'American Graffiti:' True Stories About The First Ever Summer Blockbuster

By | March 26, 2019

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Ron Howard and Cindy Williams on the set of the film 'American Graffiti', 1973. (Photo by Universal Pictures/Getty Images)

The 1973 film American Graffiti is George Lucas's love letter to the 1950s and his home town of Modesto, California. Before he was a director, Lucas spent his nights drag racing through the streets of Northern California, and his nostalgia for his youth is on display in every frame of this film. Making American Graffiti, as George Lucas himself would tell you, was no easy task -- he didn't even really have a star to build the movie around, as Ron Howard was still best known as Opie from The Andy Griffith Show. Howard's co-stars Richard Dreyfuss, Cindy Williams, Harrison Ford and Mackenzie Phillips were hardly the household names they were soon to become. But when all was said and done, George Lucas's American Graffiti paved the way for Lucas’ next film, Star Wars Episode IV: A New Hope.

Keep reading to find out how the movie that helped turn George Lucas into a Hollywood heavyweight almost didn’t get made, and just what the cast and crew had to go through to put this story of growing up, leaving home, and rock and roll on screen.

'American Graffiti' Wasn’t Greenlit Until Francis Ford Coppola Came On Board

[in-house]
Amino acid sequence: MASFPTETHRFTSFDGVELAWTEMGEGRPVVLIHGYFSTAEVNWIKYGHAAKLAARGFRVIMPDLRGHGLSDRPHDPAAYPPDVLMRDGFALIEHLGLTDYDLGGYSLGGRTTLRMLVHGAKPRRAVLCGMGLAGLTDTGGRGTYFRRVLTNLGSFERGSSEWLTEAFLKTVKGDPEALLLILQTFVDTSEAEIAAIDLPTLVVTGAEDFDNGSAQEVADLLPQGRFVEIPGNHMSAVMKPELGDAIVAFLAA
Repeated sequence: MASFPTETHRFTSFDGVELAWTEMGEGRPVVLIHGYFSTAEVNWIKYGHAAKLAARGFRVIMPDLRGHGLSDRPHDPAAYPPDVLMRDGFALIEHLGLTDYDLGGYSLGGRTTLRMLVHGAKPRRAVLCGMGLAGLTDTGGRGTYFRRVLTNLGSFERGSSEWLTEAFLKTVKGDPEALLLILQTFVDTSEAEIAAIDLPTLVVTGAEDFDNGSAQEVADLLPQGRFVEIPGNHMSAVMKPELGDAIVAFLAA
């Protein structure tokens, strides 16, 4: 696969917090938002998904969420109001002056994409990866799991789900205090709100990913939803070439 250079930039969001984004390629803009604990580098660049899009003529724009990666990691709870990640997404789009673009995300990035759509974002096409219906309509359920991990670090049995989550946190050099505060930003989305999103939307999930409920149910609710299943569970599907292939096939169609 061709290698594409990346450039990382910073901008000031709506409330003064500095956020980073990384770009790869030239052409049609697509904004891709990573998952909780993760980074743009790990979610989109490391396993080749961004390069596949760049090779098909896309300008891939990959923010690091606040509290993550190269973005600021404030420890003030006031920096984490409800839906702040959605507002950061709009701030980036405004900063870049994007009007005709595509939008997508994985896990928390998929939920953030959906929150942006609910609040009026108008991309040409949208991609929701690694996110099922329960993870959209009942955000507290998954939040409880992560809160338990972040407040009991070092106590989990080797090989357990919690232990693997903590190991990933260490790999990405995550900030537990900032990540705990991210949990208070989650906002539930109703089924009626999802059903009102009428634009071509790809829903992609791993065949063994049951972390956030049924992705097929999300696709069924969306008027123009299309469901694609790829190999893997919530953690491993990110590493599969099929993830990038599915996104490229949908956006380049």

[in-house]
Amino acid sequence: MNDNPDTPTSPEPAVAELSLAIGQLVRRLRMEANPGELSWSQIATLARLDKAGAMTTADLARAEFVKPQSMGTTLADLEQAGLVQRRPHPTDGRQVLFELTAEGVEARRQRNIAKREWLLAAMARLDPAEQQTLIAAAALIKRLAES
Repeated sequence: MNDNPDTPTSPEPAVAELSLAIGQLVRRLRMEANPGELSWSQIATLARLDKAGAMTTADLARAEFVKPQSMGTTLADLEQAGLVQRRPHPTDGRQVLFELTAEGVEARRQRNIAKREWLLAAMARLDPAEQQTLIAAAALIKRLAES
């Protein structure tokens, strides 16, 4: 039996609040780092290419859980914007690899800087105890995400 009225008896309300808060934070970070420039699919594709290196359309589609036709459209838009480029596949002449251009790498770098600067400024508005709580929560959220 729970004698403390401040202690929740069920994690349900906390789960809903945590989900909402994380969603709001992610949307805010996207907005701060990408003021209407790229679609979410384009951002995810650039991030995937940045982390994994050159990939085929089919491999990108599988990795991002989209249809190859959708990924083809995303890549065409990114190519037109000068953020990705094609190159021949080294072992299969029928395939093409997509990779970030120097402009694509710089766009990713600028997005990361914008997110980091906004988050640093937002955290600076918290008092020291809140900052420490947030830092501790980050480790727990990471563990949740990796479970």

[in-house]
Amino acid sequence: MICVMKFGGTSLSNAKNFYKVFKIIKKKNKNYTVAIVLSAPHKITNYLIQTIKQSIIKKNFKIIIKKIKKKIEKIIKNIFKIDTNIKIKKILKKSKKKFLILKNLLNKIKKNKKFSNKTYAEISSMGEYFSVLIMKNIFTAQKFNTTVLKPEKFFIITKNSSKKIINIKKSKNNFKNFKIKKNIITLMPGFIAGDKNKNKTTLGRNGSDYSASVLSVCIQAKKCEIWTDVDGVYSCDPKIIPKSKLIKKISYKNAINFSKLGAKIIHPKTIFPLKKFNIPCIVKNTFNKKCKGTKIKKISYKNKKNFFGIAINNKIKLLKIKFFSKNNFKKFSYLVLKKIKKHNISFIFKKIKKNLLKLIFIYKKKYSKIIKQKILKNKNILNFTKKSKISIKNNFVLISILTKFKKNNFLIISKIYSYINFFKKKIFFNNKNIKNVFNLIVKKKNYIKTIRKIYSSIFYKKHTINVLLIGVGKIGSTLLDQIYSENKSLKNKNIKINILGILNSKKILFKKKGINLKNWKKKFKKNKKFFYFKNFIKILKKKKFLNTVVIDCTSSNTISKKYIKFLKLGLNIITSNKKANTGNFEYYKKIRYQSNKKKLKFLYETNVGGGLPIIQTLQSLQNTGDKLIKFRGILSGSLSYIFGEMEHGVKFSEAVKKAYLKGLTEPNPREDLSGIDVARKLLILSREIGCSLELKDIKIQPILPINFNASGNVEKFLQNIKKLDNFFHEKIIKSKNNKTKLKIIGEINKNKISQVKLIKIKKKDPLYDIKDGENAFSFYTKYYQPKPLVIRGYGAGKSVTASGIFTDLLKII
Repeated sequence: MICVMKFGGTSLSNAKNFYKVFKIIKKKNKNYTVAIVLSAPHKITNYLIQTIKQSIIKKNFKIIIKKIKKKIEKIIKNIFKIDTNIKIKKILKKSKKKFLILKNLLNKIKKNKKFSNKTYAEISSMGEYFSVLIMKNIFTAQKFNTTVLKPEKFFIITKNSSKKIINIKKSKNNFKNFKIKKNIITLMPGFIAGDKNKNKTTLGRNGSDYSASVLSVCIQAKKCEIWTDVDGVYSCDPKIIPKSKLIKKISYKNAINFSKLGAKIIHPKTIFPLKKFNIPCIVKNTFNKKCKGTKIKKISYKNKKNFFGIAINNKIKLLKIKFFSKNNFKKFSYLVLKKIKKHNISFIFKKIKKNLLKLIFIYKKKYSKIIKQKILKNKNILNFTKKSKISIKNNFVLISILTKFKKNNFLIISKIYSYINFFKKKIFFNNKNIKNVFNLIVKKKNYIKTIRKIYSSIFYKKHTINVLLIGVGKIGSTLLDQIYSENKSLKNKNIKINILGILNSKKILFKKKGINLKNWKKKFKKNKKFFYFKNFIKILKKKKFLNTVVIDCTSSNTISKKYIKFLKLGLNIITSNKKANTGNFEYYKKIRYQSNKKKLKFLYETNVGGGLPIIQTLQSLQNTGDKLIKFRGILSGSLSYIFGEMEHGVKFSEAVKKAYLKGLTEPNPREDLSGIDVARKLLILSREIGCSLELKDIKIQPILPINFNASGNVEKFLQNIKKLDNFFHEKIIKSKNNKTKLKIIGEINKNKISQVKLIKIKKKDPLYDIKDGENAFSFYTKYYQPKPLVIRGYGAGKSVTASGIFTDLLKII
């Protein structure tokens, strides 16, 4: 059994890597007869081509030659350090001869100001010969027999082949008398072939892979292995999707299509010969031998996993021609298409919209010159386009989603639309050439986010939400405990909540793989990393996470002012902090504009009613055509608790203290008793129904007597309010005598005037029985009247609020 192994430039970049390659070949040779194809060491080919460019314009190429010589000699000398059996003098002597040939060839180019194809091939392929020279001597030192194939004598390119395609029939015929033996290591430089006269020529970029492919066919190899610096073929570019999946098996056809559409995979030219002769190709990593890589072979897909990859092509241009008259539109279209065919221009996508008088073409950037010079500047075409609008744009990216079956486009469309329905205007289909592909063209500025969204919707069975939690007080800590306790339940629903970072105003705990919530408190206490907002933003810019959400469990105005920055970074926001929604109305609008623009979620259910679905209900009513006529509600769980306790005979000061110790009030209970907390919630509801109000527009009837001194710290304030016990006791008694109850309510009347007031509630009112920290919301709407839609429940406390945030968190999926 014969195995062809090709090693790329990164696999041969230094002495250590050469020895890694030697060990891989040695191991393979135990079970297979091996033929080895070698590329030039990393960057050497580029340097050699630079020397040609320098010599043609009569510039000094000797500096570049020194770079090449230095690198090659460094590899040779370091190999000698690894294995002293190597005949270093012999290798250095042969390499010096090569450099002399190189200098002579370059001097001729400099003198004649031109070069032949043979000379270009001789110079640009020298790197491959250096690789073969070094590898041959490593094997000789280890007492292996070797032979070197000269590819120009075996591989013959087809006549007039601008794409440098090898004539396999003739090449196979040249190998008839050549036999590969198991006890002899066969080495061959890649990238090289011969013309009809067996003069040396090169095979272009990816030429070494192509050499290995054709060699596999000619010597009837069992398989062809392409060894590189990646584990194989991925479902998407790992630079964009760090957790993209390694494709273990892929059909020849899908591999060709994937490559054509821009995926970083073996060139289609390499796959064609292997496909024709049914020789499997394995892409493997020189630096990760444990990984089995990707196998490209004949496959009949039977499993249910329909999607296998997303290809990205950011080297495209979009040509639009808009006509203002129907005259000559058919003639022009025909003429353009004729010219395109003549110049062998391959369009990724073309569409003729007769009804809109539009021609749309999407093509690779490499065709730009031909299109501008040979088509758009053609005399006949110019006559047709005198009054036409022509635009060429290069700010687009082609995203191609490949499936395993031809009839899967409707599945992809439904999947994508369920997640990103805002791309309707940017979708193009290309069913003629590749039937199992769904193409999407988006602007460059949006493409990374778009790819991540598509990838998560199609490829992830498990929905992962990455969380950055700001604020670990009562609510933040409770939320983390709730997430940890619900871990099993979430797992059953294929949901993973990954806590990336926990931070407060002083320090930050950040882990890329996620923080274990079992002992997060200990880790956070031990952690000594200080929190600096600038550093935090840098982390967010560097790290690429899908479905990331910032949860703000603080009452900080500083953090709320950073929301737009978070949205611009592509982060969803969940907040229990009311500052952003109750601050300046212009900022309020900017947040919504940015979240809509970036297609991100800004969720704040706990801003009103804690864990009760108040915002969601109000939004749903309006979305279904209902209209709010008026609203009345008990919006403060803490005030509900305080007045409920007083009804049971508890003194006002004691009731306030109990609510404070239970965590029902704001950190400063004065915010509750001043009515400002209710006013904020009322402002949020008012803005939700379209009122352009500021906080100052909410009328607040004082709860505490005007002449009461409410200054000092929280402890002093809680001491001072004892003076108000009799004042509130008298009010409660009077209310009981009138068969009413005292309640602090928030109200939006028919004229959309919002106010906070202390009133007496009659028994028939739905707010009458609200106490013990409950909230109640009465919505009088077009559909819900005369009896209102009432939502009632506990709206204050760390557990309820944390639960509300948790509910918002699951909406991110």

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Source: (universal pictures)

In hindsight, American Graffiti seems like a home run for a production studio. It’s a low budget film that focuses on (mostly) unknown actors and it doesn’t require any special effects. It’s an inexpensive movie with a nascent director, so why didn’t anyone want to make the picture? A script and a treatment for American Graffiti bounced between United Artists and Universal Studios for nearly a year before Francis Ford Coppola, fresh off directing The Godfather attached himself as a producer. After he came on board, Universal was game to pay for the film.

At the time, co-producer Gary Kurtz told The Hollywood Reporter

Almost every studio in town turned down the first draft screenplay after United Artists, which developed it, decided to pass. They couldn't visualize the movie from the script and no one had faith in us. Without Francis the movie would not have been made. Universal VP Ned Tanen was the driving force at the studio, which was flexible and cooperative throughout.